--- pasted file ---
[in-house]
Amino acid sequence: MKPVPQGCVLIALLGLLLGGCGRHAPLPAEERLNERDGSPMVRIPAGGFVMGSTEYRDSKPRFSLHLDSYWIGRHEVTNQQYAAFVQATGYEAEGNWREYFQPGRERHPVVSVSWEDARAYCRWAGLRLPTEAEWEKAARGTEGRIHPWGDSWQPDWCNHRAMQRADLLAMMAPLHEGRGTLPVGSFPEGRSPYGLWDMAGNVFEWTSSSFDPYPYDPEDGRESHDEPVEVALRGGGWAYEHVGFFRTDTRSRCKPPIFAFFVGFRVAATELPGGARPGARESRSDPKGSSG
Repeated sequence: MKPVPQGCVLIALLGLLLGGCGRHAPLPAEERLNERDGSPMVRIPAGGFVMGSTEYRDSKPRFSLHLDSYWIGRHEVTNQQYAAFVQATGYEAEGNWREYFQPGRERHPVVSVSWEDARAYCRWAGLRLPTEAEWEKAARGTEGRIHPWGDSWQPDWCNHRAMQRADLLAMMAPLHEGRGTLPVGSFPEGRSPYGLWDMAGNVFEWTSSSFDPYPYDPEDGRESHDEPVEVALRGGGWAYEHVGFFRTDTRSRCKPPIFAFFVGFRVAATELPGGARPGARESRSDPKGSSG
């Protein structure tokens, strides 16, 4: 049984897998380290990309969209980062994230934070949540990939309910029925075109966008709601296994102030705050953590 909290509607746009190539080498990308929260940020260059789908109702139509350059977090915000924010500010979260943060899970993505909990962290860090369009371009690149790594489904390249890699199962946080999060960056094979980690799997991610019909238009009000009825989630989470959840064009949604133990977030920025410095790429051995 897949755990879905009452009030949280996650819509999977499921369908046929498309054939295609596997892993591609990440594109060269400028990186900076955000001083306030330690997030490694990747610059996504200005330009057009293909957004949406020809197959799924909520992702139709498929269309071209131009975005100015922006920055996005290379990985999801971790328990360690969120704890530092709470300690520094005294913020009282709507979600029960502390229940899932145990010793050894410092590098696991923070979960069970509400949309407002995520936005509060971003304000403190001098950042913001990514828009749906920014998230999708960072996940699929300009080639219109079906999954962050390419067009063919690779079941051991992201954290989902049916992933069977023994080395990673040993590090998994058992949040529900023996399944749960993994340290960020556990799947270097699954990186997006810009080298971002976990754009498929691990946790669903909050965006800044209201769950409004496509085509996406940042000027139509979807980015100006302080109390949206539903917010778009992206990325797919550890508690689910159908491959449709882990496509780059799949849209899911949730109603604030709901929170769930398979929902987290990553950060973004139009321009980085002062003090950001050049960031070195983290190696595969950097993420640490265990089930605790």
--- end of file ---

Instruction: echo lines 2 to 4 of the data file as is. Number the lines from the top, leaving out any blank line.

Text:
Amino acid sequence: MKPVPQGCVLIALLGLLLGGCGRHAPLPAEERLNERDGSPMVRIPAGGFVMGSTEYRDSKPRFSLHLDSYWIGRHEVTNQQYAAFVQATGYEAEGNWREYFQPGRERHPVVSVSWEDARAYCRWAGLRLPTEAEWEKAARGTEGRIHPWGDSWQPDWCNHRAMQRADLLAMMAPLHEGRGTLPVGSFPEGRSPYGLWDMAGNVFEWTSSSFDPYPYDPEDGRESHDEPVEVALRGGGWAYEHVGFFRTDTRSRCKPPIFAFFVGFRVAATELPGGARPGARESRSDPKGSSG
Repeated sequence: MKPVPQGCVLIALLGLLLGGCGRHAPLPAEERLNERDGSPMVRIPAGGFVMGSTEYRDSKPRFSLHLDSYWIGRHEVTNQQYAAFVQATGYEAEGNWREYFQPGRERHPVVSVSWEDARAYCRWAGLRLPTEAEWEKAARGTEGRIHPWGDSWQPDWCNHRAMQRADLLAMMAPLHEGRGTLPVGSFPEGRSPYGLWDMAGNVFEWTSSSFDPYPYDPEDGRESHDEPVEVALRGGGWAYEHVGFFRTDTRSRCKPPIFAFFVGFRVAATELPGGARPGARESRSDPKGSSG
């Protein structure tokens, strides 16, 4: 049984897998380290990309969209980062994230934070949540990939309910029925075109966008709601296994102030705050953590 909290509607746009190539080498990308929260940020260059789908109702139509350059977090915000924010500010979260943060899970993505909990962290860090369009371009690149790594489904390249890699199962946080999060960056094979980690799997991610019909238009009000009825989630989470959840064009949604133990977030920025410095790429051995 897949755990879905009452009030949280996650819509999977499921369908046929498309054939295609596997892993591609990440594109060269400028990186900076955000001083306030330690997030490694990747610059996504200005330009057009293909957004949406020809197959799924909520992702139709498929269309071209131009975005100015922006920055996005290379990985999801971790328990360690969120704890530092709470300690520094005294913020009282709507979600029960502390229940899932145990010793050894410092590098696991923070979960069970509400949309407002995520936005509060971003304000403190001098950042913001990514828009749906920014998230999708960072996940699929300009080639219109079906999954962050390419067009063919690779079941051991992201954290989902049916992933069977023994080395990673040993590090998994058992949040529900023996399944749960993994340290960020556990799947270097699954990186997006810009080298971002976990754009498929691990946790669903909050965006800044209201769950409004496509085509996406940042000027139509979807980015100006302080109390949206539903917010778009992206990325797919550890508690689910159908491959449709882990496509780059799949849209899911949730109603604030709901929170769930398979929902987290990553950060973004139009321009980085002062003090950001050049960031070195983290190696595969950097993420640490265990089930605790």